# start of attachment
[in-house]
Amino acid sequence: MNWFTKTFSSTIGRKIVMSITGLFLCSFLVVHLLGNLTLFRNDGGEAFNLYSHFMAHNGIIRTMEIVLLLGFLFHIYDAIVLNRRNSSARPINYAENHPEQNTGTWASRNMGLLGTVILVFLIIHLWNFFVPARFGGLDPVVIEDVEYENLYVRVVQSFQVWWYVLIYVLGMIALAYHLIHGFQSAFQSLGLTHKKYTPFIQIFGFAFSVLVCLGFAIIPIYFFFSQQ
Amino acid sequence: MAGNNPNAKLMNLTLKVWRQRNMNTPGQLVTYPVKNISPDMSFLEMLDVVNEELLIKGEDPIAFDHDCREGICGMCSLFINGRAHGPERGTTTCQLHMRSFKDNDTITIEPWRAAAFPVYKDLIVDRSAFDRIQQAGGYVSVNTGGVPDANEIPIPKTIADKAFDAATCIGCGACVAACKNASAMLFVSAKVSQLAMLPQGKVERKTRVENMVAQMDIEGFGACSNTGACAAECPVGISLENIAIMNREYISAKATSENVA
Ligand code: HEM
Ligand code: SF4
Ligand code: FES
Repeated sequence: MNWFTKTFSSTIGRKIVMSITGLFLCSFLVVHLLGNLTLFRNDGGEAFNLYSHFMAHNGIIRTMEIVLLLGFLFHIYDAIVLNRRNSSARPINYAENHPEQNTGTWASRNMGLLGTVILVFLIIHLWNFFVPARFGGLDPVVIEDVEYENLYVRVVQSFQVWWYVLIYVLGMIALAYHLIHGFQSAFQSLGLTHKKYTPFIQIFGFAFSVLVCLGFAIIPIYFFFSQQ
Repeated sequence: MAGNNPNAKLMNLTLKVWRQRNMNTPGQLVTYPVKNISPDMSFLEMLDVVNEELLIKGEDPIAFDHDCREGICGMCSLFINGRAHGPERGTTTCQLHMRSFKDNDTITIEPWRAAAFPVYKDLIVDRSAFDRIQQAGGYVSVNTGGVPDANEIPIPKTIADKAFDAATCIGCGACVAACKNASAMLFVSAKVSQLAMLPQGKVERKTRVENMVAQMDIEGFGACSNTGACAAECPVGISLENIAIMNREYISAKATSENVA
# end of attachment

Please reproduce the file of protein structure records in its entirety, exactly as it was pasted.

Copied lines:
[in-house]
Amino acid sequence: MNWFTKTFSSTIGRKIVMSITGLFLCSFLVVHLLGNLTLFRNDGGEAFNLYSHFMAHNGIIRTMEIVLLLGFLFHIYDAIVLNRRNSSARPINYAENHPEQNTGTWASRNMGLLGTVILVFLIIHLWNFFVPARFGGLDPVVIEDVEYENLYVRVVQSFQVWWYVLIYVLGMIALAYHLIHGFQSAFQSLGLTHKKYTPFIQIFGFAFSVLVCLGFAIIPIYFFFSQQ
Amino acid sequence: MAGNNPNAKLMNLTLKVWRQRNMNTPGQLVTYPVKNISPDMSFLEMLDVVNEELLIKGEDPIAFDHDCREGICGMCSLFINGRAHGPERGTTTCQLHMRSFKDNDTITIEPWRAAAFPVYKDLIVDRSAFDRIQQAGGYVSVNTGGVPDANEIPIPKTIADKAFDAATCIGCGACVAACKNASAMLFVSAKVSQLAMLPQGKVERKTRVENMVAQMDIEGFGACSNTGACAAECPVGISLENIAIMNREYISAKATSENVA
Ligand code: HEM
Ligand code: SF4
Ligand code: FES
Repeated sequence: MNWFTKTFSSTIGRKIVMSITGLFLCSFLVVHLLGNLTLFRNDGGEAFNLYSHFMAHNGIIRTMEIVLLLGFLFHIYDAIVLNRRNSSARPINYAENHPEQNTGTWASRNMGLLGTVILVFLIIHLWNFFVPARFGGLDPVVIEDVEYENLYVRVVQSFQVWWYVLIYVLGMIALAYHLIHGFQSAFQSLGLTHKKYTPFIQIFGFAFSVLVCLGFAIIPIYFFFSQQ
Repeated sequence: MAGNNPNAKLMNLTLKVWRQRNMNTPGQLVTYPVKNISPDMSFLEMLDVVNEELLIKGEDPIAFDHDCREGICGMCSLFINGRAHGPERGTTTCQLHMRSFKDNDTITIEPWRAAAFPVYKDLIVDRSAFDRIQQAGGYVSVNTGGVPDANEIPIPKTIADKAFDAATCIGCGACVAACKNASAMLFVSAKVSQLAMLPQGKVERKTRVENMVAQMDIEGFGACSNTGACAAECPVGISLENIAIMNREYISAKATSENVA